- The conceptual warning symbols designed by Ron Cobb for the interior of the Nostromo were later reused for the trophy/achievement icons in the video game Alien: Isolation.
- Alien (1982 video game)
- Alien (1984 video game)
- Aliens/novel (mentioned only)
- Aliens Adventure Game (mentioned only)
- Aliens: The Female War (mentioned only)
- Aliens: Colonial Marines Technical Manual
- Aliens: Colonial Marines (video game) (mentioned and multiplayer only)
- Alien: Out of the Shadows/audio drama (mentioned only)
- Alien: Isolation (mentioned only)
- Alien: River of Pain
- Alien: The Weyland-Yutani Report
- Deep Black (mentioned only)
Rides and Attractions
Behind the scenes
- Prop Store - Alien - The Nostromo: A Restoration Project
- Prop Store - NOSTROMO: A LEGEND BORN AND BORN AGAIN
- Prop Store - NOSTROMO: A LEGEND BORN AND BORN AGAIN PART 2
- ↑ 1.0 1.1 1.2 1.3 1.4 Lee Brimmicombe-Wood. Aliens: Colonial Marines Technical Manual, p. 135 (1995), Boxtree Ltd..
- ↑ 2.0 2.1 2.2 2.3 2.4 2.5 S. D. Perry. Alien: The Weyland-Yutani Report, p. 66 (2014), Insight Editions.
- ↑ Lee Brimmicombe-Wood. Aliens: Colonial Marines Technical Manual, p. 136 (1995), Boxtree Ltd..
- ↑ Alan Dean Foster. Alien, p. 261 (1979), Warner Books.
- ↑ Alien: Isolation - Nostromo Log 010 - Nostromo Report Packet
- ↑ Alan Dean Foster. Alien, p. 45 (1979), Warner Books.
- ↑ Dan O'Bannon, Ronald Shusett (writers), Ridley Scott (director). Alien (1979), 20th Century Fox [DVD].
- ↑ Lee Brimmicombe-Wood. Aliens: Colonial Marines Technical Manual, p. 143 (1995), Boxtree Ltd..
- ↑ Alien: Isolation (2014), Creative Assembly, SEGA [Microsoft Windows, PlayStation 3, PlayStation 4, Xbox 360, Xbox One].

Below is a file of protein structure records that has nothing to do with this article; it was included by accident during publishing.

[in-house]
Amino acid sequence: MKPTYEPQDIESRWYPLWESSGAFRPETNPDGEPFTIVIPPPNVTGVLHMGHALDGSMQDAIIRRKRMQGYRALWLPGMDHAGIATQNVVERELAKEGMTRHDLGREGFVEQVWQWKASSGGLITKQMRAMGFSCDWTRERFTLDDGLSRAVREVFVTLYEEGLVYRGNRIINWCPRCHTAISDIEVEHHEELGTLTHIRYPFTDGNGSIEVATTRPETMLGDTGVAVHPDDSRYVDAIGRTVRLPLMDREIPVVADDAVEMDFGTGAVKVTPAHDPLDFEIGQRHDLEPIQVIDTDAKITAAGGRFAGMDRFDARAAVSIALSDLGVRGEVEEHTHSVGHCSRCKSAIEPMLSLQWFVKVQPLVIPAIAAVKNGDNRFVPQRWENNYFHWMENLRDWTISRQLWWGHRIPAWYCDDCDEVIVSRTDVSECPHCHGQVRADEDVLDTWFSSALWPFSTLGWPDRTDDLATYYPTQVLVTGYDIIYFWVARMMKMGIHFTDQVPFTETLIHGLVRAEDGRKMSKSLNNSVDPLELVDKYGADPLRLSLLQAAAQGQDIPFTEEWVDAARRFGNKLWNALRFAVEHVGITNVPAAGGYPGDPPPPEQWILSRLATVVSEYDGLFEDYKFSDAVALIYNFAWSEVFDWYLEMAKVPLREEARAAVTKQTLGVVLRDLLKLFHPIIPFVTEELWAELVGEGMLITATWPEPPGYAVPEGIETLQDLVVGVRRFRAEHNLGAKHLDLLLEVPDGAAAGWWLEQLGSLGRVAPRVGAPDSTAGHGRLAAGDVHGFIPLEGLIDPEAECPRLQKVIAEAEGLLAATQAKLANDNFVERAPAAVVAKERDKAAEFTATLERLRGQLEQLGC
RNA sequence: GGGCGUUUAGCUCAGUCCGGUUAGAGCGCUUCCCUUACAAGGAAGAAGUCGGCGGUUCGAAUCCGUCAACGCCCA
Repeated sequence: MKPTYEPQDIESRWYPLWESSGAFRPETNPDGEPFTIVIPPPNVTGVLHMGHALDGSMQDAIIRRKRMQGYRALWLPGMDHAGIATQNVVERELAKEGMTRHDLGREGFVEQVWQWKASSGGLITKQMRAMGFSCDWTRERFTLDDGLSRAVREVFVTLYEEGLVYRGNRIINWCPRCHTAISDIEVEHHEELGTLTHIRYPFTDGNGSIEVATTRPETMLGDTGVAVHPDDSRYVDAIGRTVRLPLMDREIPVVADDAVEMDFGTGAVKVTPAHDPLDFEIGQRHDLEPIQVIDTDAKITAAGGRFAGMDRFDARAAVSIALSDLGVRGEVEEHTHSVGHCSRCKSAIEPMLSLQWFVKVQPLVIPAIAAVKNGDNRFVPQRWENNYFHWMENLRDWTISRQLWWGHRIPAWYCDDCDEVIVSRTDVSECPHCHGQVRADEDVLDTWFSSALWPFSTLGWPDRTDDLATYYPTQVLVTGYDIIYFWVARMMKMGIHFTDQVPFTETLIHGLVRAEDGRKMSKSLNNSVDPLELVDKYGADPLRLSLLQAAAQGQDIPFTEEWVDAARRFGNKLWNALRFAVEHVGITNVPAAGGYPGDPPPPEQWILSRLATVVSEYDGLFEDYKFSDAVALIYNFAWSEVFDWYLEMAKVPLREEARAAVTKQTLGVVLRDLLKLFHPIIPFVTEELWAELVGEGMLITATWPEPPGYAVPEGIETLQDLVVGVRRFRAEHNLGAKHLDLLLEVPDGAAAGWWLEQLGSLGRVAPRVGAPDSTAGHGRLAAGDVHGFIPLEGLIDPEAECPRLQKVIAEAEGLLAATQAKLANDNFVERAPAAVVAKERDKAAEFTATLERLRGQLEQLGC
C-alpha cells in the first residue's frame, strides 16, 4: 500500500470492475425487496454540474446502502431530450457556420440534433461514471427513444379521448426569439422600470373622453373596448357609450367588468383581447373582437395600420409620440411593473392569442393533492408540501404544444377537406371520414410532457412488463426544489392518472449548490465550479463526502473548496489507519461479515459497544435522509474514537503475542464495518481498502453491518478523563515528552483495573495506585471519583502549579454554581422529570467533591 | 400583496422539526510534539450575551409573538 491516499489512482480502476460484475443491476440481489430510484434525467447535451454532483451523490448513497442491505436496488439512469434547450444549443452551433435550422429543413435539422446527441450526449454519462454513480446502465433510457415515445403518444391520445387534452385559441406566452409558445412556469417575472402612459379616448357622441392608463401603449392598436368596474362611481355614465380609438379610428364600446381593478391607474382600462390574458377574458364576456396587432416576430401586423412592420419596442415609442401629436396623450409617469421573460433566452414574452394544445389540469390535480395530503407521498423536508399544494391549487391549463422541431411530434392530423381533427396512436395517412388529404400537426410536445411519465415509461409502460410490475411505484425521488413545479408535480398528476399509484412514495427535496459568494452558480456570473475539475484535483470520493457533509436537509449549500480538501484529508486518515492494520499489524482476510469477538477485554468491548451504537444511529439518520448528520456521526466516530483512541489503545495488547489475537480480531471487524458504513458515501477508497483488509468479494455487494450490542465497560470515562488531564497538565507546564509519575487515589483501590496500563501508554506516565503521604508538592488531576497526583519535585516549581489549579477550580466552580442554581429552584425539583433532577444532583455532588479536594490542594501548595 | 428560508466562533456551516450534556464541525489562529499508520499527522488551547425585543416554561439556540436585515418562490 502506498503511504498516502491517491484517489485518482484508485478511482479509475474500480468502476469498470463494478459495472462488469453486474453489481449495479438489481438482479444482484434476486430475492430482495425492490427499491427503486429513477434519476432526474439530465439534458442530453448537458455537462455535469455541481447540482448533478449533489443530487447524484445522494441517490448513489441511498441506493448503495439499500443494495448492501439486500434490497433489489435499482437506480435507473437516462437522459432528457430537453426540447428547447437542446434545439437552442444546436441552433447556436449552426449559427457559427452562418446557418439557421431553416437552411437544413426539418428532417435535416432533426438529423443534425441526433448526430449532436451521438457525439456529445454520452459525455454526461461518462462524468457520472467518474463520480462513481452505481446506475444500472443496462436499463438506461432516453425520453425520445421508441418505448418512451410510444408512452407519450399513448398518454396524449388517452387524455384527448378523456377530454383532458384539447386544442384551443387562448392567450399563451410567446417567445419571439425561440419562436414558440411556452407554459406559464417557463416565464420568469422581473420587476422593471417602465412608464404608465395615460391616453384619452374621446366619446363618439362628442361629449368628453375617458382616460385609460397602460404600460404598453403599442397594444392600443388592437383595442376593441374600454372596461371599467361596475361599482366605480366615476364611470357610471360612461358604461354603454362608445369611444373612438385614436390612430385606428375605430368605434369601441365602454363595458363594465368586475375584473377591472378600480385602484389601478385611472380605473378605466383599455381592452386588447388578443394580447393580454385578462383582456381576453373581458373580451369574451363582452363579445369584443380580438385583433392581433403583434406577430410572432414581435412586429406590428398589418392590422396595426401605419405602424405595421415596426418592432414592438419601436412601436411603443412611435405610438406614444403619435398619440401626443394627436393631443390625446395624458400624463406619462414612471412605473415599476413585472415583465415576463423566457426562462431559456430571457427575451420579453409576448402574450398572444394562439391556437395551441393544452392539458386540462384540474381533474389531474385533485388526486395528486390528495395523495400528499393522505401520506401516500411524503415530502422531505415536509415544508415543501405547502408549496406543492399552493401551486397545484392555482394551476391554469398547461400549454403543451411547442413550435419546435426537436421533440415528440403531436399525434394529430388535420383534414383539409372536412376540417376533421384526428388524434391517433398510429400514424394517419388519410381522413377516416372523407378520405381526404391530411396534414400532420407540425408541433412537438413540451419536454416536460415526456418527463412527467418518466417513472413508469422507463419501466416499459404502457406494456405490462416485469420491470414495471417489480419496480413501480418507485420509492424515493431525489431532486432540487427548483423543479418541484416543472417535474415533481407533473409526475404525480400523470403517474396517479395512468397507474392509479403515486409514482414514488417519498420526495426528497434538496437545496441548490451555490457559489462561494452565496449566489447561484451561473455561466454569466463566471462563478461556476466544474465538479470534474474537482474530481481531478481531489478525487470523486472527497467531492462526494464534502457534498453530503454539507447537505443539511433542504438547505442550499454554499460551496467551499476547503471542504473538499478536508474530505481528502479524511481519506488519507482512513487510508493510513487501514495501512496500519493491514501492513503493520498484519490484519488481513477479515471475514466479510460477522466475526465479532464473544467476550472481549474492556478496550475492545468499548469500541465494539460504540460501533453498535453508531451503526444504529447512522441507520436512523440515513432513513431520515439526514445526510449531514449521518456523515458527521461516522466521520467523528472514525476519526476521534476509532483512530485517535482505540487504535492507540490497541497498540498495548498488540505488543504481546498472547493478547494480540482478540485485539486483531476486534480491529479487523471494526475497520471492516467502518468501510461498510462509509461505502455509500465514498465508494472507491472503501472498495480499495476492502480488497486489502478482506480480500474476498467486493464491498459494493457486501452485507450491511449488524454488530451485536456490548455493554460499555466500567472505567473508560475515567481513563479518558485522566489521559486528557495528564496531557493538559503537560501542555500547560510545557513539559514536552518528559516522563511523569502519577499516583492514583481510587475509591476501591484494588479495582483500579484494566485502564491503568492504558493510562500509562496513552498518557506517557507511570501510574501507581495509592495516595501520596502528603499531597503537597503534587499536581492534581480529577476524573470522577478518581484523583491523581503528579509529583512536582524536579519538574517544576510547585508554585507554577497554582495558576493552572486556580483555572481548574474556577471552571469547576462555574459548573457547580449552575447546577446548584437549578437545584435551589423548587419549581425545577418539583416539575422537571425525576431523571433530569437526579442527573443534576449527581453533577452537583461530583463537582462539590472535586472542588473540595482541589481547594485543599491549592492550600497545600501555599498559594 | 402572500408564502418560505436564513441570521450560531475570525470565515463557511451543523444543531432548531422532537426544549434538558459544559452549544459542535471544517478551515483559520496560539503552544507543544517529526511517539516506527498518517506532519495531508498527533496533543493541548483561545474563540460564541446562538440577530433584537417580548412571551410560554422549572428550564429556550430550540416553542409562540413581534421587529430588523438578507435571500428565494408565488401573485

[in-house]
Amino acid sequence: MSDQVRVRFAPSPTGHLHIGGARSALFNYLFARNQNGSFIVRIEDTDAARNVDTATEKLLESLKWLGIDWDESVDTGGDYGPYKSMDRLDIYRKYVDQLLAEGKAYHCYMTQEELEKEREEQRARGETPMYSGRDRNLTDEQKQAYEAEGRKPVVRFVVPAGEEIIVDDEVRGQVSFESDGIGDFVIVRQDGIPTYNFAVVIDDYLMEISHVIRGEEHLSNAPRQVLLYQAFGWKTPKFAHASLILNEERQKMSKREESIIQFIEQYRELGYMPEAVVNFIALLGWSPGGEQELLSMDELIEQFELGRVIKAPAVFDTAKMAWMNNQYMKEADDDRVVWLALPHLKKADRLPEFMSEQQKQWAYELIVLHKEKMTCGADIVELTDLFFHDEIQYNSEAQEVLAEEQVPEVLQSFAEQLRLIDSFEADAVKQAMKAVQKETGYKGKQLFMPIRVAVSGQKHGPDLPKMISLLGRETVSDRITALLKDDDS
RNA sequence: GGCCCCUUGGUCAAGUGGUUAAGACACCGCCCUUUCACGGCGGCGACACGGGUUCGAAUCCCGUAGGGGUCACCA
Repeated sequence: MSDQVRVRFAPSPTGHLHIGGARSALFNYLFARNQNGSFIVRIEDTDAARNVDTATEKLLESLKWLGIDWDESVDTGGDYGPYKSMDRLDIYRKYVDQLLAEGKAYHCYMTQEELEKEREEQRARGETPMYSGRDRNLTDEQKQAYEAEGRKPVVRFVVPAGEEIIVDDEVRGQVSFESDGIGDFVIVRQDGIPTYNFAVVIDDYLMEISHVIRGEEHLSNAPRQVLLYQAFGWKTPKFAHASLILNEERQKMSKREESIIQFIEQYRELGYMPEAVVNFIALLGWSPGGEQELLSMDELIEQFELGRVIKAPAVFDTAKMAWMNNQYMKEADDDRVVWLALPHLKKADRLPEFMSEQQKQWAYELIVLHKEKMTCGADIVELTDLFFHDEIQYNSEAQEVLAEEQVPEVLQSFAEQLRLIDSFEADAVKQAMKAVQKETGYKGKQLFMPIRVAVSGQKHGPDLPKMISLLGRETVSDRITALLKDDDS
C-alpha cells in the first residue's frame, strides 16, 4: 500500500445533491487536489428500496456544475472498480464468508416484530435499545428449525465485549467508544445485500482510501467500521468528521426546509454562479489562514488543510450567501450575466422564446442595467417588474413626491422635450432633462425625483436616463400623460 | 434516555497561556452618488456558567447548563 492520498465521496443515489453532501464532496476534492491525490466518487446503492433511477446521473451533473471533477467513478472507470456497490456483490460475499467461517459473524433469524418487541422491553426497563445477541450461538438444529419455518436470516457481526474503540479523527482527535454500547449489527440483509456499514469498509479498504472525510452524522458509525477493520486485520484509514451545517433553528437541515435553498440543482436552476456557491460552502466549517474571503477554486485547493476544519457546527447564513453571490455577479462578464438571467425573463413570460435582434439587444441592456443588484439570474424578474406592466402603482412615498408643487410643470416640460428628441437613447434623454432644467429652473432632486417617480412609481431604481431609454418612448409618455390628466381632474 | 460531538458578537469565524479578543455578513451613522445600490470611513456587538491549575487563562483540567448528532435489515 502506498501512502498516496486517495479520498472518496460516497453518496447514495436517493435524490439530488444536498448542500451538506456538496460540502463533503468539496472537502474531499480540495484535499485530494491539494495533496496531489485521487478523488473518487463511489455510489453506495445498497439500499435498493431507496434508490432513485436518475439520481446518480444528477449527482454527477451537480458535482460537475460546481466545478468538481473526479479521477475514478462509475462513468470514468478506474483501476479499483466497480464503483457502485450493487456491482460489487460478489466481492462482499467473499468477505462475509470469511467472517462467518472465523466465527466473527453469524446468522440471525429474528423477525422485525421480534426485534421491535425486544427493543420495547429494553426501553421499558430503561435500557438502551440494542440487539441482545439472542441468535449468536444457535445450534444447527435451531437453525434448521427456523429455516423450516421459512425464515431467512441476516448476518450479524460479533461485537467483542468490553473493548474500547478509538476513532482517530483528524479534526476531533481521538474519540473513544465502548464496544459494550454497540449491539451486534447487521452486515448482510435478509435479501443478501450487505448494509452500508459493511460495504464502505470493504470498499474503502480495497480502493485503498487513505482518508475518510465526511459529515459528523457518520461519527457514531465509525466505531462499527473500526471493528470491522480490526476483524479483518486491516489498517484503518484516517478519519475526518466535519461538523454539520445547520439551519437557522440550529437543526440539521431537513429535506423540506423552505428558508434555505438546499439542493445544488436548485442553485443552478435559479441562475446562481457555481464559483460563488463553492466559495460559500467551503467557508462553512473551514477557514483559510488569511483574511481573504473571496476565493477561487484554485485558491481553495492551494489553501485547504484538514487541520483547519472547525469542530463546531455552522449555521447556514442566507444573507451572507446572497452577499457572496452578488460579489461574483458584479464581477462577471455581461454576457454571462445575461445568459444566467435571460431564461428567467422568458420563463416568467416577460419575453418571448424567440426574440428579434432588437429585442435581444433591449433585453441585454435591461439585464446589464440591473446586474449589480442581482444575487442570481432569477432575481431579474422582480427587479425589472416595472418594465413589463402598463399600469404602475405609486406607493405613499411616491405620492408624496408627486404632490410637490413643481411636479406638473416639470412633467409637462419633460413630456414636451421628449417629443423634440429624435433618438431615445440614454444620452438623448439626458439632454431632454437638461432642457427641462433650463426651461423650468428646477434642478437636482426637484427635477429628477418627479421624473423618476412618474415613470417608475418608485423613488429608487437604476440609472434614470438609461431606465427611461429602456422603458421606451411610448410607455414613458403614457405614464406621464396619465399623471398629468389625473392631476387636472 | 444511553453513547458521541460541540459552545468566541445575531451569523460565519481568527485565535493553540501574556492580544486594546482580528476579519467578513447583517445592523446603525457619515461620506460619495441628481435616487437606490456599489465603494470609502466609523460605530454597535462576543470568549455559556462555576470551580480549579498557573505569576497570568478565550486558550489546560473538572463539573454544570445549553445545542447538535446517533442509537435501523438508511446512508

- ↑ Alien: Isolation - Archive Log 002 - Re: Nostromo Incident
- ↑ Tim Lebbon. Alien: Out of the Shadows, p. 55 (2014), Titan Books.
- ↑ 12.0 12.1 12.2 12.3 12.4 12.5 12.6 Ian Nathan. Alien Vault: The Definitive Story of the Making of the Film: USCSS Nostromo schematic insert (2011), Aurum Press.
- ↑ Richard Meyers. The Officially Authorized Magazine of the Movie Alien, p. 50 (1979), Warren Publishing.
- ↑ 14.0 14.1 14.2 14.3 14.4 14.5 14.6 Ridley Scott, Dan O'Bannon, Ronald Shusett, David Giler, Veronica Cartwright, Ivor Powell. The Beast Within: Making Alien (2003), 20th Century Fox [DVD].
- ↑ 15.0 15.1 John Hurt, Dan O'Bannon, Ronald Shusett, David Giler, Sigourney Weaver. The Alien Saga (2002), Prometheus Entertainment [DVD].
- ↑ Richard Meyers. The Officially Authorized Magazine of the Movie Alien, p. 52 (1979), Warren Publishing.
- ↑ 17.0 17.1 Richard Meyers. The Officially Authorized Magazine of the Movie Alien, p. 16 (1979), Warren Publishing.
- ↑ 18.0 18.1 18.2 Ridley Scott, Dan O'Bannon, Ronald Shusett, H. R. Giger, Ivor Powell. The Alien Legacy (1999), Sharpline Arts [DVD].
- ↑ 19.0 19.1 Richard Meyers. The Officially Authorized Magazine of the Movie Alien, p. 37 (1979), Warren Publishing.
- ↑ Paul Scanlon, Michael Gross. The Book of Alien, p. 44 (1979), Heavy Metal Communications.
- ↑ http://www.propstore.com/cms/nostromo-a-legend-born-and-born-again/
- ↑ http://www.thepropgallery.com/nostromo-polaroids